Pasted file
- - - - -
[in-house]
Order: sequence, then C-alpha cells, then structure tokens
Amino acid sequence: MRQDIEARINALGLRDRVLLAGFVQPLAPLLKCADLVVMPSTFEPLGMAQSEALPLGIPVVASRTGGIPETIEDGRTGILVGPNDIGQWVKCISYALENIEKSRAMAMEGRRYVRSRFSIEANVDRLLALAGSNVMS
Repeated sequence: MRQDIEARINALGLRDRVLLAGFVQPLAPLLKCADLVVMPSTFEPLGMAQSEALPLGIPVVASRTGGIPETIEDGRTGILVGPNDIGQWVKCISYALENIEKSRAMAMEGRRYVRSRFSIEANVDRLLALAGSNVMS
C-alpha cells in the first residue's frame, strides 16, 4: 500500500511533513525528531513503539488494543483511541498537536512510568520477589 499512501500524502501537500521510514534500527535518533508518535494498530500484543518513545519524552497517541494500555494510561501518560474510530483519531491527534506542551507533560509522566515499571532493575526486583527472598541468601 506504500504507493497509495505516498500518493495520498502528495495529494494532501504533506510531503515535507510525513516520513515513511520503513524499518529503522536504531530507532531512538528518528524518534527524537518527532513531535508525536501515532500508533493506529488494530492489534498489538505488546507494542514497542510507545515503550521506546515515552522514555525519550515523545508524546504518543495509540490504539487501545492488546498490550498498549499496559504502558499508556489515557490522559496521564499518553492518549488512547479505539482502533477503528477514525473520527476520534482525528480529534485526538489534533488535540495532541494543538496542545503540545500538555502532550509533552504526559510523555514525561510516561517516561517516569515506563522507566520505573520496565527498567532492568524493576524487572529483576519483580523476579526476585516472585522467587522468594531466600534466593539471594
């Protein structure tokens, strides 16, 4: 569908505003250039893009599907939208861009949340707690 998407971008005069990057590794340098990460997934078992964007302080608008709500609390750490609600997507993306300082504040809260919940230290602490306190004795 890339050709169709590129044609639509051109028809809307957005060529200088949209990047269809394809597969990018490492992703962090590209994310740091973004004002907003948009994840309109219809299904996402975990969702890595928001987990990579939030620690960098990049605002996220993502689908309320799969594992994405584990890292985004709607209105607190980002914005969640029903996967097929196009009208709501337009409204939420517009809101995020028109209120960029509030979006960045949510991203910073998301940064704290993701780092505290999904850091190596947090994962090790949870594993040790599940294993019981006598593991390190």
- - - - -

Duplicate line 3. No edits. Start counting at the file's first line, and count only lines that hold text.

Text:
Amino acid sequence: MRQDIEARINALGLRDRVLLAGFVQPLAPLLKCADLVVMPSTFEPLGMAQSEALPLGIPVVASRTGGIPETIEDGRTGILVGPNDIGQWVKCISYALENIEKSRAMAMEGRRYVRSRFSIEANVDRLLALAGSNVMS